Welcome back, friends of all ages, races, sizes and species! We’ve got a great round-up of comics for you this week, and an exciting book for our BOTW slot. I’d also like to remind you, we’ve got this brand new rating system up:
0: Uwe Boll will direct the adaptation of this comic
0.1 – 1: Burn upon touching
1- 1.9: Abysmal
2.0 – 2.9: Art. Writing. Editing. All bad.
3.0 – 3.9: You’d be a masochist to pick this up.
4.0 – 4.9: “I’ll give it another month…but that was not good.”
5.0 – 5.9: “Really? The Watcher? In the face? I guess it was fun.”
6.0 – 6.9: “Hmm. That was decent.”
7.0 – 7.9: Well made but a few problems
8.0 – 8.9: Nearly flawless
9.0 – 9.9: Outstanding
10: Perfection. Issue of the year contender
For those wondering, Pass would be anywhere from 0 to 3.9, Browse would be 4 to 6.9, and Buy would be from 7 to 10. So what are you waiting for? Hop on past the jump and enjoy!
Also, are there any books you’d like to see us review? Let us know in the comments, and one of us will get right on it! We’ll also keep those books in mind for future weeks!
Matt’s Thoughts: If I’ve learned one thing in my comic reading years, it’s that you can never ever pretend to take Mark Millar seriously anymore. Even when he does try and write something “in canon” or “seriously” (i.e. look at his mainstream Marvel work), it is still pretty crazypants, and has been ever since Wanted the movie. Mark Millar found out what works for him, what sells his books, and with Kick-Ass around the corner he is sticking to his guns.
That in mind, I didn’t take the book seriously as I would other, and read it instead as light hearted entertainment that would hopefully feature better dark humor than Deadpool. And it did! I found Nemesis. while rather stupid admittedly, to be a highly entertaining read. This isn’t Blackest Night or Siege – it’s not trying to accomplish anything other than be violent and be entertaining. Was it violent? YES! Was it entertaining? YES! Nemesis freaking (spoiler) JUMPED ON AIR-FORCE ONE OUT OF NOWHERE AND BROUGHT IT DOWN! That’s something that you can only read in a Mark Millar book, and I thought it was wildly awesome.
Of course, my main contention with the title is the same as everyone else’s: McNiven’s art. The book advertises itself with Civil War and Old Man Logan. Have you seen those books? They are GORGEOUS. You could eat those with your cake and ice cream, that’s how deliciously smooth they are. With this, McNiven tries out a new and less refined style, and it just leaves me wanting. Why the new style? I don’t know. I don’t think it fits the book any better than his normal style would. The messier lines definitely take away from the McNiven experience, and while I still think the book looks generally good and McNiven does do a good job of showcasing all his cool sequences, in the end I just want to go grab all my issues of Old Man Logan and scream, “Why, man? Did you see this?”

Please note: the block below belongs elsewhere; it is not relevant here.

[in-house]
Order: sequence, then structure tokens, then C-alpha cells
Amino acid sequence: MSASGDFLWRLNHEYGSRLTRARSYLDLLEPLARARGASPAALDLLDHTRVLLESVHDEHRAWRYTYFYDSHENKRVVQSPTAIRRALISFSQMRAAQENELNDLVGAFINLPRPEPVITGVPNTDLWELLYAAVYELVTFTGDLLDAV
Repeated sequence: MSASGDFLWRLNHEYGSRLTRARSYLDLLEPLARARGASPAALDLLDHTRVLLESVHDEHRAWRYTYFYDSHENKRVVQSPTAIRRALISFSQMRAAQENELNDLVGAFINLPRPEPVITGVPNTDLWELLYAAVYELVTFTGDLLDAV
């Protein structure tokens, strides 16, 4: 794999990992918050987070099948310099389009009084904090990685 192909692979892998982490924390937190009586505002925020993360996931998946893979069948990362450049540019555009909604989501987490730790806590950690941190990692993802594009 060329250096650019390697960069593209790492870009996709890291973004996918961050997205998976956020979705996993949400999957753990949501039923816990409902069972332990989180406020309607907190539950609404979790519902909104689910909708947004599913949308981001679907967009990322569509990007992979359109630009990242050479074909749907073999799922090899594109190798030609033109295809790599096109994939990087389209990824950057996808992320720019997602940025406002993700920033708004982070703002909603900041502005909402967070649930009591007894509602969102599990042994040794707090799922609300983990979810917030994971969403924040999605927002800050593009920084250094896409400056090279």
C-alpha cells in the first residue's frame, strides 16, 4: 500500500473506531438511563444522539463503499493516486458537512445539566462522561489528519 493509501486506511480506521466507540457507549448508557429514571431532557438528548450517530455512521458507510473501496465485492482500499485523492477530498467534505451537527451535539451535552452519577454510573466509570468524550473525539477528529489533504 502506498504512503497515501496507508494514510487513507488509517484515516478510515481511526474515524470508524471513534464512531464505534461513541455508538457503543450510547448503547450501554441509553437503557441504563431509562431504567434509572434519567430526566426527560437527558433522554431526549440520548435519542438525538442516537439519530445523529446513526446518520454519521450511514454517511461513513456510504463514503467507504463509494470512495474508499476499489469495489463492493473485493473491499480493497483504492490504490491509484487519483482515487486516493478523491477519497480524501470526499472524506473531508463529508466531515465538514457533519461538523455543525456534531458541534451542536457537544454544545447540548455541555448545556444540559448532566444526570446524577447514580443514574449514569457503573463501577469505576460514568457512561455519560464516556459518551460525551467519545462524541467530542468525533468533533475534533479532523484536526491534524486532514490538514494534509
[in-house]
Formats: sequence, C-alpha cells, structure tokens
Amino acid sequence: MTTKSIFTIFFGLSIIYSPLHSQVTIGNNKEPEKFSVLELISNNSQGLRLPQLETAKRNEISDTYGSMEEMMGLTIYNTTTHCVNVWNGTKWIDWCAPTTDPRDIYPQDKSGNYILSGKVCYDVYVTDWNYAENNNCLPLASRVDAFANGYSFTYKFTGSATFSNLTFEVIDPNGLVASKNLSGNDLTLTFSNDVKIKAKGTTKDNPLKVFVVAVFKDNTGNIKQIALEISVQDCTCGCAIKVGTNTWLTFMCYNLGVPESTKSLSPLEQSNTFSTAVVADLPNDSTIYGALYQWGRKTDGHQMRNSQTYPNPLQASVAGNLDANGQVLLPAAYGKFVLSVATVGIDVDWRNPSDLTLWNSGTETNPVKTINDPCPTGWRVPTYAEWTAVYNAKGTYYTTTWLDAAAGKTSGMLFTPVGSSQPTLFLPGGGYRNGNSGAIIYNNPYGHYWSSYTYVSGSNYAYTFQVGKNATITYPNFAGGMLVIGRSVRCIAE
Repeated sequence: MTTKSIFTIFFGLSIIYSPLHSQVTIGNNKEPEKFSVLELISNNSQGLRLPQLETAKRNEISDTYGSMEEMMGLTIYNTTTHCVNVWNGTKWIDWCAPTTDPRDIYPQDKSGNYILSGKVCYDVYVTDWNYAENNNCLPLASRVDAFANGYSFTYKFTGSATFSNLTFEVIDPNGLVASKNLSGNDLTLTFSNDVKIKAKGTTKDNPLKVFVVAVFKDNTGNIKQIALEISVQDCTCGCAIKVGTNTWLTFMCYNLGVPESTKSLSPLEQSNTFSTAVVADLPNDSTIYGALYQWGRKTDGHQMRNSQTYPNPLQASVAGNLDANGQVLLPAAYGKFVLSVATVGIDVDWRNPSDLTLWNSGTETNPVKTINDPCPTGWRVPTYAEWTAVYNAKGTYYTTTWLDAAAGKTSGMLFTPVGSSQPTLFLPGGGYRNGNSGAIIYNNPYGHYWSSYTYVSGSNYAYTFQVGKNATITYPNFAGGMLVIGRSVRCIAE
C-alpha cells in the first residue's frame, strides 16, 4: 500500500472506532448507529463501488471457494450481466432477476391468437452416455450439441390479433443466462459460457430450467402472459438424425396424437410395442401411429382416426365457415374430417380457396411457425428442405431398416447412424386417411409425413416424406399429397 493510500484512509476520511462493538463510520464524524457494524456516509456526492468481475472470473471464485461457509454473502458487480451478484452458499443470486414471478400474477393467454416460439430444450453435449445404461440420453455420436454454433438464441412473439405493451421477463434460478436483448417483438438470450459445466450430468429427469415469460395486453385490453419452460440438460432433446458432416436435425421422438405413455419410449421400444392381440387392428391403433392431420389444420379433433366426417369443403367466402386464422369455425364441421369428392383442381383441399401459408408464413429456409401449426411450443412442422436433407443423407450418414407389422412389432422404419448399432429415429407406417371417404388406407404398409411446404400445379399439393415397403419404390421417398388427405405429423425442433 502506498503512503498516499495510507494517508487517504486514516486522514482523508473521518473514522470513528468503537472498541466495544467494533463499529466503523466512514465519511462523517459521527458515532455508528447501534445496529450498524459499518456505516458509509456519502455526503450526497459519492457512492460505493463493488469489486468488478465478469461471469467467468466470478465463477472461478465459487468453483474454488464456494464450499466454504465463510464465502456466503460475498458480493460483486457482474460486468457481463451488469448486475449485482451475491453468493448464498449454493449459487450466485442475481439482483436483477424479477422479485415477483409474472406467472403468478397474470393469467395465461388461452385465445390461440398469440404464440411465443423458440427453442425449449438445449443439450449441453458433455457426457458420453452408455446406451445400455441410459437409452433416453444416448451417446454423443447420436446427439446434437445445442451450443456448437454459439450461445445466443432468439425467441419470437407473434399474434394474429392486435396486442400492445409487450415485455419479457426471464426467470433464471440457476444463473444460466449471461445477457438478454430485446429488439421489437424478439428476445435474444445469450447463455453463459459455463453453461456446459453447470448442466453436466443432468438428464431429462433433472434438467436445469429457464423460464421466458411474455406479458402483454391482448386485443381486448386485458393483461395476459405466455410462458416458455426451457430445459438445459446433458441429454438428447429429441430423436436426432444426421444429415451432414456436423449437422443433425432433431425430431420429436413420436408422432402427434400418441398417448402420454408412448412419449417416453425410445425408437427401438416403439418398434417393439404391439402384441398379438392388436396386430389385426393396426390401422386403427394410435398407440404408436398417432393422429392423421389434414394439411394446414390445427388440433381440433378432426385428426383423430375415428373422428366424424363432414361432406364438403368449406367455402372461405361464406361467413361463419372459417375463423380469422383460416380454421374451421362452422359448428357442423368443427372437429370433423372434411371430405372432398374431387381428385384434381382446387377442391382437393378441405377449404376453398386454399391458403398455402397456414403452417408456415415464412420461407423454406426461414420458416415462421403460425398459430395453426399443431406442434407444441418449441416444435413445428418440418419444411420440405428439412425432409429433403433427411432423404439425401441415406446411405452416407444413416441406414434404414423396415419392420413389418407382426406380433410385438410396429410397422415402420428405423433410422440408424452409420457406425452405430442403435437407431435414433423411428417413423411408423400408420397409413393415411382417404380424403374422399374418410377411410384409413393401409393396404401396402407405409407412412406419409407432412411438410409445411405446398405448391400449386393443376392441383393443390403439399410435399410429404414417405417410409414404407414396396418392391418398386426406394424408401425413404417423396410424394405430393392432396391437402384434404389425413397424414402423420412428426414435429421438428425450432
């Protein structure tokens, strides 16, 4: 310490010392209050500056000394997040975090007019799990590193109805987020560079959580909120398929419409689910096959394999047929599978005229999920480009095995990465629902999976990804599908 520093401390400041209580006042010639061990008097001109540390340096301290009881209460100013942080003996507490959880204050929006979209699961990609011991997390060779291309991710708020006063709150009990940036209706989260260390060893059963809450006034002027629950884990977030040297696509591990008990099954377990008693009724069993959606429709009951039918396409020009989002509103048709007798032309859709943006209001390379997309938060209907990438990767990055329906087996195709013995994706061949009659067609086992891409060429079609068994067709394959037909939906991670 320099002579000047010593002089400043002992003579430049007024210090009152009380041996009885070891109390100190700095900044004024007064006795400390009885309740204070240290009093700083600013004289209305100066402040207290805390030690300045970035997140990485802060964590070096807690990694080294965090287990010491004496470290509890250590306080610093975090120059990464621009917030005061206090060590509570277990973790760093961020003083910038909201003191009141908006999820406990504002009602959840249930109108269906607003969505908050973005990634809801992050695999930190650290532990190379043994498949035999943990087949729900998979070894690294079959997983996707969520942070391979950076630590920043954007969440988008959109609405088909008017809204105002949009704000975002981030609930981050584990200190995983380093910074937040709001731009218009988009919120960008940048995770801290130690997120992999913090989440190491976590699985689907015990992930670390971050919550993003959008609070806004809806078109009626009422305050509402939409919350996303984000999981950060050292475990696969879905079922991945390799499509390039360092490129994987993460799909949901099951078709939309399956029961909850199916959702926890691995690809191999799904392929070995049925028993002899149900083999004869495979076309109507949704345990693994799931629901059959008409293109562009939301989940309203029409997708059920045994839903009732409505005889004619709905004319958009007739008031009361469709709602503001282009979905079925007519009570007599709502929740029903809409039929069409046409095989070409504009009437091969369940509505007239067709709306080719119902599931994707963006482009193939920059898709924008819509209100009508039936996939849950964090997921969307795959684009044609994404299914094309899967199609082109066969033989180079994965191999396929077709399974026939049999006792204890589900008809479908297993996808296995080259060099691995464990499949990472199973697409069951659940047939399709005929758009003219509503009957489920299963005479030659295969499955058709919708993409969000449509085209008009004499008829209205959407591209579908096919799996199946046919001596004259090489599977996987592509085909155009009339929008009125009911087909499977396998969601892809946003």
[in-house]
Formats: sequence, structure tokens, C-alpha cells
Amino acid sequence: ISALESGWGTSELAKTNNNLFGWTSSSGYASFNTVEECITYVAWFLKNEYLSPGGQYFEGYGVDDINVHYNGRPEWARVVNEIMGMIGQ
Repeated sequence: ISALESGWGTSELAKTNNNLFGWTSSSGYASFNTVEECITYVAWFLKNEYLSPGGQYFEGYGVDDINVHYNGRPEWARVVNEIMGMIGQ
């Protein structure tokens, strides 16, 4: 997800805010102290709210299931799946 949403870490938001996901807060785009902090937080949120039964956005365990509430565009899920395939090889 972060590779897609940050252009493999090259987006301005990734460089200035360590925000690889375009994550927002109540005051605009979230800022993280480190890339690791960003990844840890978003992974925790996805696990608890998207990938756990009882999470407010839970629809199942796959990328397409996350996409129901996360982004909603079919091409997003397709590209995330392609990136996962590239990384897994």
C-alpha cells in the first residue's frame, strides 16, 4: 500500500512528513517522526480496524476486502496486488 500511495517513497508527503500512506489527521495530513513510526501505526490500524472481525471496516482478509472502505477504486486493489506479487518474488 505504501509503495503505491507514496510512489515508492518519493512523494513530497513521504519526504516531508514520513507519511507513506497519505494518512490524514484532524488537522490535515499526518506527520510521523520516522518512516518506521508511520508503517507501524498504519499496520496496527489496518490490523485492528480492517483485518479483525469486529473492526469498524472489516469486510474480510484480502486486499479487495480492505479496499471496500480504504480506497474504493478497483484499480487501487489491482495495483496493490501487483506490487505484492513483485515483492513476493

All in all, Nemesis works as a highly entertaining light-hearted read. Don’t go in expecting the next Earth shattering comic or something that will redefine the art. This is what it is, and if you take it for anything more you’re going to walk away disappointed. But – if you want violence in a crazy over-the-top way? Well, then I’ve got the book for you!
David’s Thoughts: The cover to this first issue exclaims, rather boldly, that Nemesis “makes Kick-Ass look like shit.” Leave it to Mark Millar to boldly a market his new book by downgrading another of his properties. It’s a fairly predictable move from one of the most consistently outside the box yet entertaining creators out there (as was yesterday’s photoshop hijinks). What else is predictable about this book?Continued below
That it’s really entertaining.
Really, when you’re combining two high talent, high success creators like Millar and Steve McNiven together you know you’ll have a buzzworthy book on your hands. After the success of Civil War and Old Man Logan, you really don’t have any other choice but to expect that. While it’s no Old Man Logan or even Civil War, it’s still a fiercely entertaining romp that establishes an occasionally gruesome and often grinworthy new world.
Not only that but they created the bizarre and conflicting feeling inside of me of sincerely rooting for both the hero and the villain. How they do that, I don’t even know.
For me, the biggest negative of the book came from some strangely stripped down art from McNiven. Often one of the best in the business, this issue felt like he rushed it to a degree. That astounds me given that he had to have a lot of time to work on this book. His background work especially often feels less detailed than it should be.
Either way, as almost a trailer to the rest of the series I think this issue kicks a lot of ass. There isn’t a lot of depth to it and we’re thrown in media res, but to me I had a great time with the issue and I’m looking forward to seeing what Millar and McNiven do with it next.
Gil’s Thoughts: “This makes Kick-Ass look like shit!”